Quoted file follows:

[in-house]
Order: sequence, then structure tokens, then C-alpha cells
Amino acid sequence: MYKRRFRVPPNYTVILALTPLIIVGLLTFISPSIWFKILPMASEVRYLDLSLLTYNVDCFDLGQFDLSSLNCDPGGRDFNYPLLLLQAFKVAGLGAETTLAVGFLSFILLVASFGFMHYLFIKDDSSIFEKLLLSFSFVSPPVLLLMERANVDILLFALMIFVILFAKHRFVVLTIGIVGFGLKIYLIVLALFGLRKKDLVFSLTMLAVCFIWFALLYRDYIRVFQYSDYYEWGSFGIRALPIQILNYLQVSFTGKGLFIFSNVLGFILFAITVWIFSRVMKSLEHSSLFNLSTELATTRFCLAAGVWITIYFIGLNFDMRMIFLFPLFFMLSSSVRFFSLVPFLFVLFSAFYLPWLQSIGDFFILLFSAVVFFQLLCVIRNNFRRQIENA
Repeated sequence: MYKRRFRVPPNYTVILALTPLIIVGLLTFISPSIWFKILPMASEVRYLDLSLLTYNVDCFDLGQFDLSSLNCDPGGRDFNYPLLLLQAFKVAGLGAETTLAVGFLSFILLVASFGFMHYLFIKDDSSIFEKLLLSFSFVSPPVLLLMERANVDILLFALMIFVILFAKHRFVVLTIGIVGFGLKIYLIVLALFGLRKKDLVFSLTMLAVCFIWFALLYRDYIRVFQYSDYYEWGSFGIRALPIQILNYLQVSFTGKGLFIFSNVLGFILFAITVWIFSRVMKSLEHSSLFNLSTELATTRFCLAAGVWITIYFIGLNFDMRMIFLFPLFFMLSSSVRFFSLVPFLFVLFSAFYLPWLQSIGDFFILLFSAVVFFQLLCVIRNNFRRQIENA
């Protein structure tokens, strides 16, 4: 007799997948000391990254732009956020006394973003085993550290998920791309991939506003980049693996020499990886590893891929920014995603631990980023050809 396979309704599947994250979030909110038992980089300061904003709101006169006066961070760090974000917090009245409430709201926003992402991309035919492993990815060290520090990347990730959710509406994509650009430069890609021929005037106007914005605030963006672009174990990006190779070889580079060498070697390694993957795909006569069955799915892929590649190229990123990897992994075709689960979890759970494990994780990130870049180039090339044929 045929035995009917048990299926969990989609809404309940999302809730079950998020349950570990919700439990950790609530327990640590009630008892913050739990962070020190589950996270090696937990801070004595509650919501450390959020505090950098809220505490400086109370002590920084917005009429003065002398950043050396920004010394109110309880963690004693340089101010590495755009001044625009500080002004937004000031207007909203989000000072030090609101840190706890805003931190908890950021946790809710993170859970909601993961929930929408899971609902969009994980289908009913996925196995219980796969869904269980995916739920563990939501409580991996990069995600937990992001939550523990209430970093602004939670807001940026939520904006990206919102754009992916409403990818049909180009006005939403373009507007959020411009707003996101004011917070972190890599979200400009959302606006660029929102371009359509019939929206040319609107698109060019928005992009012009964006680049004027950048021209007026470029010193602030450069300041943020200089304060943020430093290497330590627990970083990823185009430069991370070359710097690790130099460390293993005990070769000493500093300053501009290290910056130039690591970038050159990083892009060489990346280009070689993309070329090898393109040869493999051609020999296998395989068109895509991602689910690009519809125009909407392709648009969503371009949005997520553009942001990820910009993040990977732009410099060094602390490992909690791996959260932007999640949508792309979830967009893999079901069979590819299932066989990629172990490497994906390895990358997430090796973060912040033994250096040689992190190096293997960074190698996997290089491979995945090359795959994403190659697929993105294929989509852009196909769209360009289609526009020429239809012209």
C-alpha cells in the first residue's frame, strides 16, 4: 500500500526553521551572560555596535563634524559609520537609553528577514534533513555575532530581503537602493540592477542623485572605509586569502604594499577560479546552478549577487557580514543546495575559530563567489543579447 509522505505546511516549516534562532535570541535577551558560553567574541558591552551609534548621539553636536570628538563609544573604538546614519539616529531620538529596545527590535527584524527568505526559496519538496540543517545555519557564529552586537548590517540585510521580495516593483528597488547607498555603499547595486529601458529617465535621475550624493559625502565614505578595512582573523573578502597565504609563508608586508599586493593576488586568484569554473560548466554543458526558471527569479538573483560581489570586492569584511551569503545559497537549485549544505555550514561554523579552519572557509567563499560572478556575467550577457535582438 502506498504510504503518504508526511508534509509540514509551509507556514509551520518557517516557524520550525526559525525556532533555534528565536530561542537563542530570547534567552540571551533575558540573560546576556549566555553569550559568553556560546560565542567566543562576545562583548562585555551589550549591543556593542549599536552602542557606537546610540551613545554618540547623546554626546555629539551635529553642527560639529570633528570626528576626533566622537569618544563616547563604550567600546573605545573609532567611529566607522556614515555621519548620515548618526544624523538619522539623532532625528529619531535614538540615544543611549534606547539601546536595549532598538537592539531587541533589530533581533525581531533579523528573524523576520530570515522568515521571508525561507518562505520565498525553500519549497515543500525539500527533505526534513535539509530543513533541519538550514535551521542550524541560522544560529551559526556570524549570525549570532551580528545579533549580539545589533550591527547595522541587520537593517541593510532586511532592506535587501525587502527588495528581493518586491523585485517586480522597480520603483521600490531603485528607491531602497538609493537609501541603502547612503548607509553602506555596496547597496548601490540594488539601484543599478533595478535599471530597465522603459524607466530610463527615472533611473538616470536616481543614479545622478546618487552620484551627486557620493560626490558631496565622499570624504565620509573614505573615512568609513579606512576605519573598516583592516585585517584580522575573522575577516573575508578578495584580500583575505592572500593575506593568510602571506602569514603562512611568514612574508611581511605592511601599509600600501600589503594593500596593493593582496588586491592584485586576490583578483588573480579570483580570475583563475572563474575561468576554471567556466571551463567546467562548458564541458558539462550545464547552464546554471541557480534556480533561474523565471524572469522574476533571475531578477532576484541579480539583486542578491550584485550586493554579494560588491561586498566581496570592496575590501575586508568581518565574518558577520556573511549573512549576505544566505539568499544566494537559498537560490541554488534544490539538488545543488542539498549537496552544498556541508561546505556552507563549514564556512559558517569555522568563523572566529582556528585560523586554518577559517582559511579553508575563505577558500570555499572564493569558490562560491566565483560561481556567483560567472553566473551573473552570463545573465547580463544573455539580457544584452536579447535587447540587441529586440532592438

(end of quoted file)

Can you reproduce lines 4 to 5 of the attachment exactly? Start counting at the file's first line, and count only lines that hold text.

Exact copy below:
Repeated sequence: MYKRRFRVPPNYTVILALTPLIIVGLLTFISPSIWFKILPMASEVRYLDLSLLTYNVDCFDLGQFDLSSLNCDPGGRDFNYPLLLLQAFKVAGLGAETTLAVGFLSFILLVASFGFMHYLFIKDDSSIFEKLLLSFSFVSPPVLLLMERANVDILLFALMIFVILFAKHRFVVLTIGIVGFGLKIYLIVLALFGLRKKDLVFSLTMLAVCFIWFALLYRDYIRVFQYSDYYEWGSFGIRALPIQILNYLQVSFTGKGLFIFSNVLGFILFAITVWIFSRVMKSLEHSSLFNLSTELATTRFCLAAGVWITIYFIGLNFDMRMIFLFPLFFMLSSSVRFFSLVPFLFVLFSAFYLPWLQSIGDFFILLFSAVVFFQLLCVIRNNFRRQIENA
């Protein structure tokens, strides 16, 4: 007799997948000391990254732009956020006394973003085993550290998920791309991939506003980049693996020499990886590893891929920014995603631990980023050809 396979309704599947994250979030909110038992980089300061904003709101006169006066961070760090974000917090009245409430709201926003992402991309035919492993990815060290520090990347990730959710509406994509650009430069890609021929005037106007914005605030963006672009174990990006190779070889580079060498070697390694993957795909006569069955799915892929590649190229990123990897992994075709689960979890759970494990994780990130870049180039090339044929 045929035995009917048990299926969990989609809404309940999302809730079950998020349950570990919700439990950790609530327990640590009630008892913050739990962070020190589950996270090696937990801070004595509650919501450390959020505090950098809220505490400086109370002590920084917005009429003065002398950043050396920004010394109110309880963690004693340089101010590495755009001044625009500080002004937004000031207007909203989000000072030090609101840190706890805003931190908890950021946790809710993170859970909601993961929930929408899971609902969009994980289908009913996925196995219980796969869904269980995916739920563990939501409580991996990069995600937990992001939550523990209430970093602004939670807001940026939520904006990206919102754009992916409403990818049909180009006005939403373009507007959020411009707003996101004011917070972190890599979200400009959302606006660029929102371009359509019939929206040319609107698109060019928005992009012009964006680049004027950048021209007026470029010193602030450069300041943020200089304060943020430093290497330590627990970083990823185009430069991370070359710097690790130099460390293993005990070769000493500093300053501009290290910056130039690591970038050159990083892009060489990346280009070689993309070329090898393109040869493999051609020999296998395989068109895509991602689910690009519809125009909407392709648009969503371009949005997520553009942001990820910009993040990977732009410099060094602390490992909690791996959260932007999640949508792309979830967009893999079901069979590819299932066989990629172990490497994906390895990358997430090796973060912040033994250096040689992190190096293997960074190698996997290089491979995945090359795959994403190659697929993105294929989509852009196909769209360009289609526009020429239809012209």